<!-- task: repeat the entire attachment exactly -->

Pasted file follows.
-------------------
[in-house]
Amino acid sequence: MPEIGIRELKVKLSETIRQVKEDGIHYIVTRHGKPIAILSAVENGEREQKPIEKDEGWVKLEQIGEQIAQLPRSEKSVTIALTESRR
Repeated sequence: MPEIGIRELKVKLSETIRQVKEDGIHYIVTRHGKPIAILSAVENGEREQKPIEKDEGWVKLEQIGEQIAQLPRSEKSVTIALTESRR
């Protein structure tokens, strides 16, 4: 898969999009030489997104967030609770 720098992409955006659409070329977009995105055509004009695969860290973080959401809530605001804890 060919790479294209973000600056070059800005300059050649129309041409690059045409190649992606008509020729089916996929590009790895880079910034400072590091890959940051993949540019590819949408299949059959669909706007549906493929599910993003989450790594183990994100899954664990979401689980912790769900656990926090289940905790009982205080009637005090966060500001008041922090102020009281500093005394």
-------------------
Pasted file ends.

[in-house]
Amino acid sequence: MPEIGIRELKVKLSETIRQVKEDGIHYIVTRHGKPIAILSAVENGEREQKPIEKDEGWVKLEQIGEQIAQLPRSEKSVTIALTESRR
Repeated sequence: MPEIGIRELKVKLSETIRQVKEDGIHYIVTRHGKPIAILSAVENGEREQKPIEKDEGWVKLEQIGEQIAQLPRSEKSVTIALTESRR
């Protein structure tokens, strides 16, 4: 898969999009030489997104967030609770 720098992409955006659409070329977009995105055509004009695969860290973080959401809530605001804890 060919790479294209973000600056070059800005300059050649129309041409690059045409190649992606008509020729089916996929590009790895880079910034400072590091890959940051993949540019590819949408299949059959669909706007549906493929599910993003989450790594183990994100899954664990979401689980912790769900656990926090289940905790009982205080009637005090966060500001008041922090102020009281500093005394």